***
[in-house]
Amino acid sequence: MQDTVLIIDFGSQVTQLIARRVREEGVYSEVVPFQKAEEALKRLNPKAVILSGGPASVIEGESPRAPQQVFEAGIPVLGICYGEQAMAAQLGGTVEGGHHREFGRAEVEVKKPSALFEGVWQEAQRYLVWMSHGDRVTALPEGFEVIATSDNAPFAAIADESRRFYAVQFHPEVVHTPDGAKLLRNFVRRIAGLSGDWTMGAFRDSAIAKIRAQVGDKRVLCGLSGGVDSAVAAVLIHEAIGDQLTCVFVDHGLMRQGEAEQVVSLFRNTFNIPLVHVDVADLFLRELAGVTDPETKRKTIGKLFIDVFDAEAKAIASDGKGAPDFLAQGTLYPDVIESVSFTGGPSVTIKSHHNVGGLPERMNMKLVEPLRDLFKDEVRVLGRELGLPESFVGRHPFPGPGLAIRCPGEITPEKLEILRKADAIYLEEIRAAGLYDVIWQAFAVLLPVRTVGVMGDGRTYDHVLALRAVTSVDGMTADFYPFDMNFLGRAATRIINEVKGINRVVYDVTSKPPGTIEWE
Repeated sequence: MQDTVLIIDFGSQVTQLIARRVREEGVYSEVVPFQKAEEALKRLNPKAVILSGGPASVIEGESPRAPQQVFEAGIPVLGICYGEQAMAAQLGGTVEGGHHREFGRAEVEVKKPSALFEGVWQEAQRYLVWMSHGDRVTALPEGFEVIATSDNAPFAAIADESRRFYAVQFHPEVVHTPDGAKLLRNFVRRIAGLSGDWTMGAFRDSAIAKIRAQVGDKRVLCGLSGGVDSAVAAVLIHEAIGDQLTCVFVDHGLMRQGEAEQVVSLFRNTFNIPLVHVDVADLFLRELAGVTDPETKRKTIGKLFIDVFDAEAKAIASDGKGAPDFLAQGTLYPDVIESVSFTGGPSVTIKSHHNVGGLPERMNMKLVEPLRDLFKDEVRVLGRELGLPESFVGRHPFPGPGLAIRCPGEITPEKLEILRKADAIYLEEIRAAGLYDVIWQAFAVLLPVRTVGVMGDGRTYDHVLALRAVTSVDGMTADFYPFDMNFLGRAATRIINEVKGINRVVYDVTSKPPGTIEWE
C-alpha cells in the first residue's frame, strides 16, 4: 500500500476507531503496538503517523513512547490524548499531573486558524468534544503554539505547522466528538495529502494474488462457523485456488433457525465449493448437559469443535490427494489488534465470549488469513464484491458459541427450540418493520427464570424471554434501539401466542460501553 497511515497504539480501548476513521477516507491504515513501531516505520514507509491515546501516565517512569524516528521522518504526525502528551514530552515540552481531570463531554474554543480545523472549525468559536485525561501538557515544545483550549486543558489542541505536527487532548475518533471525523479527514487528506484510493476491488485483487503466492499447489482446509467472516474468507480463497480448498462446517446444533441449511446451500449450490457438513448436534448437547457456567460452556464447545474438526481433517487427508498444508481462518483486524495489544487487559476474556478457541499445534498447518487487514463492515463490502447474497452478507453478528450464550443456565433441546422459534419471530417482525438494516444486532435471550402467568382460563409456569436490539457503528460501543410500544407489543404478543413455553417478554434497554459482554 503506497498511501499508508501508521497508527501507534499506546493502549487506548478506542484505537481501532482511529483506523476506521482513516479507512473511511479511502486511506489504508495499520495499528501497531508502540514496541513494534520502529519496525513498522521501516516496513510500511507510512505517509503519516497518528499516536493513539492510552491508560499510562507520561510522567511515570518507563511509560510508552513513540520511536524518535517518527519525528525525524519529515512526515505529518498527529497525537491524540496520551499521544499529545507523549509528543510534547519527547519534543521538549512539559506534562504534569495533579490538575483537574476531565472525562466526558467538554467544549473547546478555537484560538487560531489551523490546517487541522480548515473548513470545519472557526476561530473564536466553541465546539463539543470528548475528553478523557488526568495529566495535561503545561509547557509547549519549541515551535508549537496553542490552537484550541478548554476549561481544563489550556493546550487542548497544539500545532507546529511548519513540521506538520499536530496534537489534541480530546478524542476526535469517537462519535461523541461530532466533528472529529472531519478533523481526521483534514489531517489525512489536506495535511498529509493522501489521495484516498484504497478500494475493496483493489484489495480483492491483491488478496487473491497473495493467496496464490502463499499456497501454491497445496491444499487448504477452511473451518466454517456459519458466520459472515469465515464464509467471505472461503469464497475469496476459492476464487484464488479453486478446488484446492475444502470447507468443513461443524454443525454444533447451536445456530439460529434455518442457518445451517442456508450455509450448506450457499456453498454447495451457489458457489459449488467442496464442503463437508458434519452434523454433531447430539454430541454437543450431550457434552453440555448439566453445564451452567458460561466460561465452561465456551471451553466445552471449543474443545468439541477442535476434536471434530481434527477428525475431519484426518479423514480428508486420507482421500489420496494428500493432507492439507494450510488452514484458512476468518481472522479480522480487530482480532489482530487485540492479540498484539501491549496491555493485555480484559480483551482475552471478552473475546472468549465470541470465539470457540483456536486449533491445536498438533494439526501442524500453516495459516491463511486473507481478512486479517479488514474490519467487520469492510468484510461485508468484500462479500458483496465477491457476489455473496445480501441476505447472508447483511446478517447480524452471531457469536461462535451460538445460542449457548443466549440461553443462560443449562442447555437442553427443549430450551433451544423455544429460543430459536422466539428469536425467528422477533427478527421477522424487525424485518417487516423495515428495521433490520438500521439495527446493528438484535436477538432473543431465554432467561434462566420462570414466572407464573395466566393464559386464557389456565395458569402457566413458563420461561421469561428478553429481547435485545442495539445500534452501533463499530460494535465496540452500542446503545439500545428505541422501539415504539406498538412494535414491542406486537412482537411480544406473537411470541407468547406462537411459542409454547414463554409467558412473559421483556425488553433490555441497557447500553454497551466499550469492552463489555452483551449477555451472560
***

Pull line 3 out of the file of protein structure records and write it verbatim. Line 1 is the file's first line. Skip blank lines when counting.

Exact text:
Repeated sequence: MQDTVLIIDFGSQVTQLIARRVREEGVYSEVVPFQKAEEALKRLNPKAVILSGGPASVIEGESPRAPQQVFEAGIPVLGICYGEQAMAAQLGGTVEGGHHREFGRAEVEVKKPSALFEGVWQEAQRYLVWMSHGDRVTALPEGFEVIATSDNAPFAAIADESRRFYAVQFHPEVVHTPDGAKLLRNFVRRIAGLSGDWTMGAFRDSAIAKIRAQVGDKRVLCGLSGGVDSAVAAVLIHEAIGDQLTCVFVDHGLMRQGEAEQVVSLFRNTFNIPLVHVDVADLFLRELAGVTDPETKRKTIGKLFIDVFDAEAKAIASDGKGAPDFLAQGTLYPDVIESVSFTGGPSVTIKSHHNVGGLPERMNMKLVEPLRDLFKDEVRVLGRELGLPESFVGRHPFPGPGLAIRCPGEITPEKLEILRKADAIYLEEIRAAGLYDVIWQAFAVLLPVRTVGVMGDGRTYDHVLALRAVTSVDGMTADFYPFDMNFLGRAATRIINEVKGINRVVYDVTSKPPGTIEWE